‘The Eternal Procession’ – On ‘The Arrière-Pays’ by Yves Bonnefoy (excerpt)
Introduced and translated from the French by Stephen Romer
(Seagull Books, 2012)
Yves Bonnefoy is first an abstract form, then a poet. Therefore a work such as The Arrière–pays is but a shadow giving notice of his shapes still to locate a sundial. He is what Jean-Paul Sartre said of Baudelaire, that he had the posture of ‘a leaning man’ (‘d’un homme penché’); one acutely adrift of the comet of his own flesh and who, burning up in the drag of his own sentences, holds within his fist only the shredded remains of each exploded space. When Rimbaud wrote ‘To every being, several other lives seemed to me to be due’ he opened up in knowledge and in poetry the first true terror-pores of gnosis, allowing a poet like Bonnefoy to access his own unpurged mind, to conceive of what Yeats revealed in A Vision—‘all things dying each other’s life, living each other’s death’. To witness the mirage of this elsewhere in time and space (this place which Bonnefoy names ‘the arrière-pays’ i.e. an imaginary hinterland born of what he calls the ‘unknown feeling’), this poet has first to return to Eden, to locate the one tree in which the fruit is still flesh, and whose bark, if peeled back, reveals only his own still unused bone. © Paul Stubbs, August 2012.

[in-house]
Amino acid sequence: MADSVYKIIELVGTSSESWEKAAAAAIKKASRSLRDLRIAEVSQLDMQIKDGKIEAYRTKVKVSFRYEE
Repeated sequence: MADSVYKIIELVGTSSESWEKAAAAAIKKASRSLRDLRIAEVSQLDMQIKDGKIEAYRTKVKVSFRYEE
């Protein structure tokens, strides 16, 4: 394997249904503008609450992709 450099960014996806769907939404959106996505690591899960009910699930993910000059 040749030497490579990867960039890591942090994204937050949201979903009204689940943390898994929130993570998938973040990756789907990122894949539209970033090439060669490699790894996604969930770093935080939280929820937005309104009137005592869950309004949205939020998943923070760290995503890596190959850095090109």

The full text of this essay is available in Paul Stubbs’ book The Return to Silence, and Other Poetical Essays (Black Herald Press, 2016).